Tuesday, December 20, 2011

Chappy Chanukah!

As I write this, it is seven hours until the beginning of Hanukkah.  This is about the third or fourth year we have celebrated this festival.  I love it more every year!  In John 10, Jesus was in the temple during the celebration of Hanukkah.   Hey, if Jesus can celebrate it, why can't I?

Leviticus 23 outlines the seven major Biblical Feasts (mo'ed - appointed times).  Two additional feasts were added to the Jewish calendar... ironically, both of them were the result of some evil entity trying to wipe the Jews off the planet.  (Where have we heard THAT before?)  Purim was added to celebrate what Queen Esther did to save her people.  And then Hanukkah was added during the "inter-testament" time.

If you don't know the background, Hanukkah is a result of the persecution of Antiochus, ruler of Syria, from around 175-163 BC.  He wanted to destroy everything Jewish and overtake and Hellenize Israel.  He is foretold in the book of Daniel and is an early fulfillment of the antichrist.  In 167 BC, Antiochus desecrated the temple, sacrificed a PIG on the altar, and set up a statue of Zeus in God's holy place.  All over Israel, Jews were being forced to worship pagan gods.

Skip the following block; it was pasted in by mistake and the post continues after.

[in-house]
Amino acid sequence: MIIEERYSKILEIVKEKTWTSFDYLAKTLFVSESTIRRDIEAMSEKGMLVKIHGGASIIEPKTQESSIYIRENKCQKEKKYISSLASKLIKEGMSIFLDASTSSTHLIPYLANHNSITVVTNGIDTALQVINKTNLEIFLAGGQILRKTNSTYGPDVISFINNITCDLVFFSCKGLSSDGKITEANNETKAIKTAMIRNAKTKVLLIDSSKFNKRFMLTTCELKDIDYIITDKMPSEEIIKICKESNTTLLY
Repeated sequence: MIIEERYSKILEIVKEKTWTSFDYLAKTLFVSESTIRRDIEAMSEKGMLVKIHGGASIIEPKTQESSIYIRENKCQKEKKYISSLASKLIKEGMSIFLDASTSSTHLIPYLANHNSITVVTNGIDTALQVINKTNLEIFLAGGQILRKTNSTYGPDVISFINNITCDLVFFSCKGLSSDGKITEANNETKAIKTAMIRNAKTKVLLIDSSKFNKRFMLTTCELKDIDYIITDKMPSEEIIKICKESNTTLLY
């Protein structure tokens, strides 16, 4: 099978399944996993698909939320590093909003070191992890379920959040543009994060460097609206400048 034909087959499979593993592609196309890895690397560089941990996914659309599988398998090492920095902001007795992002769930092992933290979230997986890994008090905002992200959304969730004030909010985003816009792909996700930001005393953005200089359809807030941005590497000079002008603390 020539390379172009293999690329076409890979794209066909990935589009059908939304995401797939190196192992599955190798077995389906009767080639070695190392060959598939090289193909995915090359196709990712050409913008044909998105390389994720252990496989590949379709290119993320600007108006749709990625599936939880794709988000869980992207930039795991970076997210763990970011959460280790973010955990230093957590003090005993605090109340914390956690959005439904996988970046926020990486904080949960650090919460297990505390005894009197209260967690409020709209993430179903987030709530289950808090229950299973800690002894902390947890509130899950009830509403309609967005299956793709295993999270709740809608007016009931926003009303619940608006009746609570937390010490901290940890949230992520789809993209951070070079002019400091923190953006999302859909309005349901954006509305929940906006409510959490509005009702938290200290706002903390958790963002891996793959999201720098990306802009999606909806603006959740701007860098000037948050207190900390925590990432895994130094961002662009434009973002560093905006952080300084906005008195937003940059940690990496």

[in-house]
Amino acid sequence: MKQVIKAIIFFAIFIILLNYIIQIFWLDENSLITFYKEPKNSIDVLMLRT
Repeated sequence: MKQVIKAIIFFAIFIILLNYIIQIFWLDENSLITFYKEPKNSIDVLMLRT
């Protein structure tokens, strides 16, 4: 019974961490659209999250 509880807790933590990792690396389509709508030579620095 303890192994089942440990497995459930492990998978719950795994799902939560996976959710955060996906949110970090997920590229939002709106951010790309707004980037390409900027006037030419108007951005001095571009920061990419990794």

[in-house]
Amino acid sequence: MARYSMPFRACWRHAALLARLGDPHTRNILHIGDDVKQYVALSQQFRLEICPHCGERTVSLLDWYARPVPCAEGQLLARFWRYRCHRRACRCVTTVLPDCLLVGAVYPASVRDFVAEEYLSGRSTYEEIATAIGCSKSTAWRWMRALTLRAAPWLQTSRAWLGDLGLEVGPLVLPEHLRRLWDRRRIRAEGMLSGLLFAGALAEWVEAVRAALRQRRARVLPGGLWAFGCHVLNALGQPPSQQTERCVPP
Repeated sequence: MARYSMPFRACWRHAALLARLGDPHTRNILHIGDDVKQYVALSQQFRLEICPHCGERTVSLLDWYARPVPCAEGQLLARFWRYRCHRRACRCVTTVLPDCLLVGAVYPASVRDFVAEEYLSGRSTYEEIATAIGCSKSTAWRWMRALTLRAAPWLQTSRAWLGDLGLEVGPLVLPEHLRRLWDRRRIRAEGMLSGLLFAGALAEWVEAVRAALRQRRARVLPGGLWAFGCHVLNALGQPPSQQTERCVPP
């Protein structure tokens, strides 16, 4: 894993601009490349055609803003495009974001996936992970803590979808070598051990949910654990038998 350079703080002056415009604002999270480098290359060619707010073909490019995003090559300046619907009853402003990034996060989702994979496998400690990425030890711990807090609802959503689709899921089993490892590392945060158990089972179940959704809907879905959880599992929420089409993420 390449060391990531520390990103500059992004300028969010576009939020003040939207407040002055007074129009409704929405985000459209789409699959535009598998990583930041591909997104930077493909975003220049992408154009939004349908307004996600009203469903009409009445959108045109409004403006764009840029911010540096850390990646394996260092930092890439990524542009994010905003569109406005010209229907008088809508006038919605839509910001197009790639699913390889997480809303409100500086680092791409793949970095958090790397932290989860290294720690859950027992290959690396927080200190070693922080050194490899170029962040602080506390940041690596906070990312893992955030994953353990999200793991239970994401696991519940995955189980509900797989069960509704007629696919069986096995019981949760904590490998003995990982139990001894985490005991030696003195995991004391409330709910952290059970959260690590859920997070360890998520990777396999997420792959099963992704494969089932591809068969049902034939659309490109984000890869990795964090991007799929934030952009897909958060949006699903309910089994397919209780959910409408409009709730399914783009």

Antiochus (he called himself "Epiphanes, meaning god), almost succeeded, but for a small band of dedicated fighters from the Hasmonean clan. For three years, Judas Maccabeus (which means "the hammer") fought against the Syrians and eventually prevailed, against all odds.  Judas then led the effort to clean up and re-consecrate the temple in 164 BC.

As the story goes, they discovered that most of the oil for the menorah had been contaminated by the Syrians.  Only one container was discovered still sealed, which should have been enough to fuel the menorah for a day.  But the oil miraculously lasted for 8 days during the temple re-dedication.  Thus the feast of Hanukkah, also called the feast of Dedication or the Festival of Light, was instituted to remember the surrounding events.

God once again had intervened miraculously to rescue the Jewish people from extinction.  And just in time, too!  Not too long after this, He sent His son to earth to save not just the Jews, but all people.  Without Hanukkah, there would have been no Jesus. 

The nine-branched menorah is used during Hanukkah (instead of the usual seven-branched menorah that was always in the temple).  The candle in the middle is elevated and is called the Shamash, or "Servant Candle."  It is with this candle that the remaining eight candles are lit.  What a wonderful picture of Jesus, the ultimate Servant, who is the Light of the World!

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